For people who have never written any code, it can be easy to think that computer programming is some arcane and strange process where you type 1s and 0s into a computer and somehow Persona 4 comes out on the other side. On some level that is what’s happening, but the reality is that most day-to-day coding actually isn’t any more difficult than a gradeschool-level algebra class. If you’ve ever had to “solve for x” on a worksheet, you probably have the know-how to understand how programming works.
In most “normal” programming languages, you have things called “variables.” These variables are used to store information, such as a number or a line of text. After a variable is given this information, we can then put that information through an “algorithm,” which will tell the computer what to do with that information.
Let’s start with an example, and then walk through what’s happening in this code.
greeting = "Hi good boy! You're such a good dog!" print(greeting)
Hi good boy! You're such a good dog!
So let’s break down what’s occurring here. In the first line of this code, we tell the computer, “I want you to remember that when I say the word ‘greeting’, you should associate that with this line of text.” From now on, that line of text is stored in the variable called “greeting”.
In the second line of this code, we reference the variable called “greeting”, and tell the computer to print the contents of “greeting”. Print here just means that the program will send back that text as output.
This code is okay, but it doesn’t really feel like it’s “doing” anything yet. Let’s now look at some cooler things we can have this program do.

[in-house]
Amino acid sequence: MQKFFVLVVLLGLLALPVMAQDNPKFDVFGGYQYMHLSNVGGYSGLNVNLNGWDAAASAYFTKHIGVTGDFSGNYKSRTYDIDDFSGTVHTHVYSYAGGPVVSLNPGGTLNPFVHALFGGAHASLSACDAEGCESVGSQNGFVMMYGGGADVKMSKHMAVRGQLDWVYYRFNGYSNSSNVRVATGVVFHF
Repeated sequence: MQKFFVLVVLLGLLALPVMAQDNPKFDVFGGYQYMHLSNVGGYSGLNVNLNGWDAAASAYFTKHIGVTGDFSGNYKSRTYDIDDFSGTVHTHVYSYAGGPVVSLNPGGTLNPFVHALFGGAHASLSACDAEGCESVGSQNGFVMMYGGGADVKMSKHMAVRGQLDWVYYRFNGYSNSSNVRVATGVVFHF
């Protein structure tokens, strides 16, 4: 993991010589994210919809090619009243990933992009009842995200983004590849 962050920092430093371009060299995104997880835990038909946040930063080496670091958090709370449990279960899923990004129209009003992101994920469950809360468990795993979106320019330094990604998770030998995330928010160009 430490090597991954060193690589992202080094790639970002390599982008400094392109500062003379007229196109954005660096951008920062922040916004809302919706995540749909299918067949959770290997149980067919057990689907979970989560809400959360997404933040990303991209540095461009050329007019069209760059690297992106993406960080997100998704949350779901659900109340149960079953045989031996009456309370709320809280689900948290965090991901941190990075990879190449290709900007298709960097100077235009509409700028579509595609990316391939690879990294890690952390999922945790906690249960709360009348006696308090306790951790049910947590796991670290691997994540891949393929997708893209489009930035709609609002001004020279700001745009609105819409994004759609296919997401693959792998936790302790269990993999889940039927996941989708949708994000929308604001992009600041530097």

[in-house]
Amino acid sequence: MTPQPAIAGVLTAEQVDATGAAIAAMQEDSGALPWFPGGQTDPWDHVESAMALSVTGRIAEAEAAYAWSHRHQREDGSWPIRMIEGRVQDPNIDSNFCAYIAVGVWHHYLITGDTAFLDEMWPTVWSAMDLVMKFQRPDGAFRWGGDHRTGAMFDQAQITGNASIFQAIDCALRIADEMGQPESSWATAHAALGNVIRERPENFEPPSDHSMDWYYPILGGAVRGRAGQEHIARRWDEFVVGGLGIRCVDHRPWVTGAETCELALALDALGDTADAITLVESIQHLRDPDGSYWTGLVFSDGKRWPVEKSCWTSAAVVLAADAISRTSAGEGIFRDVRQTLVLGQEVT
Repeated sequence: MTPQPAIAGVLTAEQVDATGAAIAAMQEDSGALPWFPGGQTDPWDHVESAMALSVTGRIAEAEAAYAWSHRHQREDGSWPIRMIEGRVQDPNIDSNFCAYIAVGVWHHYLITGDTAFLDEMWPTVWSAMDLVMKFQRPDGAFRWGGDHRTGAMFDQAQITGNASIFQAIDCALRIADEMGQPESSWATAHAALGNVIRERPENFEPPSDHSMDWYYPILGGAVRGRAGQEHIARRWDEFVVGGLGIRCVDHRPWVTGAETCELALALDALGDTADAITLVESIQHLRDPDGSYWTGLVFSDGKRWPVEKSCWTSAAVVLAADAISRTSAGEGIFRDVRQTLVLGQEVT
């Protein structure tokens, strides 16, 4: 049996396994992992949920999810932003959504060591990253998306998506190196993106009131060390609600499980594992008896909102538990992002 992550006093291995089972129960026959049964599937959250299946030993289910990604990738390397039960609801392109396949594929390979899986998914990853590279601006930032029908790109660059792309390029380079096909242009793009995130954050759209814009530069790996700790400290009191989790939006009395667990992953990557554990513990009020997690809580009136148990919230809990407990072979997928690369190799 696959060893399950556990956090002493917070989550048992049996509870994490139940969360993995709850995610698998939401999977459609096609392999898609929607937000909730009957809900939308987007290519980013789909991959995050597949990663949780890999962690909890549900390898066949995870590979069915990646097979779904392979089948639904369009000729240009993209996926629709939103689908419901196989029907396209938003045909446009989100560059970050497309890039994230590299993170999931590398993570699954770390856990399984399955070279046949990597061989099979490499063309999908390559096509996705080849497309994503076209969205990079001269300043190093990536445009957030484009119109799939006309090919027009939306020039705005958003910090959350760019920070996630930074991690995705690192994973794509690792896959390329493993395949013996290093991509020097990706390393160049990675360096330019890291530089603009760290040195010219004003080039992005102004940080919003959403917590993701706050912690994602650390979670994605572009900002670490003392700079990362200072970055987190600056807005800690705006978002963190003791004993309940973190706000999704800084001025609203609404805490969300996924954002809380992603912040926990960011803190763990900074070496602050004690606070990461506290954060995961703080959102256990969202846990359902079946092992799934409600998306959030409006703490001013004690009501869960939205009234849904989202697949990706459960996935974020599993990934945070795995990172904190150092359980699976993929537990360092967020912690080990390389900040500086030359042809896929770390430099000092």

numberOfHandsomeStudDogs = 6 numberOfFetchingLadyDogs = 5 numberOfSexyDogs = numberOfHandsomeStudDogs + numberOfFetchingLadyDogs print("The number of sexy dogs at the dog park today is...") print(numberOfSexyDogs)
The number of sexy dogs at the dog park today is... 11
Now we’re getting somewhere! In this program, we define three variables.
In the first line, we declare that there are 6 handsome stud dogs.
In the second line, we declare that there are 5 fetching lady dogs.
In the third line, we declare that the total number of sexy dogs at the park should be the sum of how many male dogs there are and how many female dogs there are.
In the fourth and fifth lines, we print our results.
On a fundamental level, this is pretty much how computer programming works. We give the computer some information (number of male and female dogs), tell the computer what operations we want it to do on that information (add the two numbers together), and then receive some kind of output (print the result).
So now our program is doing something, but it still feels pretty basic. Like, so basic that it doesn’t feel like there’s much of a point to having the computer do it instead of having a human do it.
To go forward from here, we should next talk about Functions.
In the examples that we’ve already covered, the computer knew to read the code starting at line 1 and go down line by line until it reached the end of the code. But if we wanted to do a more repetitive task, it would get really annoying to paste in the same lines of code over and over again. Plus if we needed to fix something about that repetitive task, we would have to change it in so many places!
With functions, we can tell the computer to remember a set of lines of code, and then do them over and over again whenever that function is called. It’s similar to defining a variable, but instead of storing information, we’re storing instructions.
Let’s say as part of a text adventure game, we need to be able to report how many dogs are currently in the game’s dog park. To make this process easier to do over and over again, we could write a function that formats the report how we want it, so that we can call the function each time we want to report the dog park population.
(At this point, we are going to start glossing over some things. For example, “def” is shorthand for “define this function for me please”, and “%i” is a shorthand way of formatting numbers into a line of text. The specifics here don’t matter for now: the point is just to understand at a basic level, at a glance, what’s going on when we look at these lines of code.)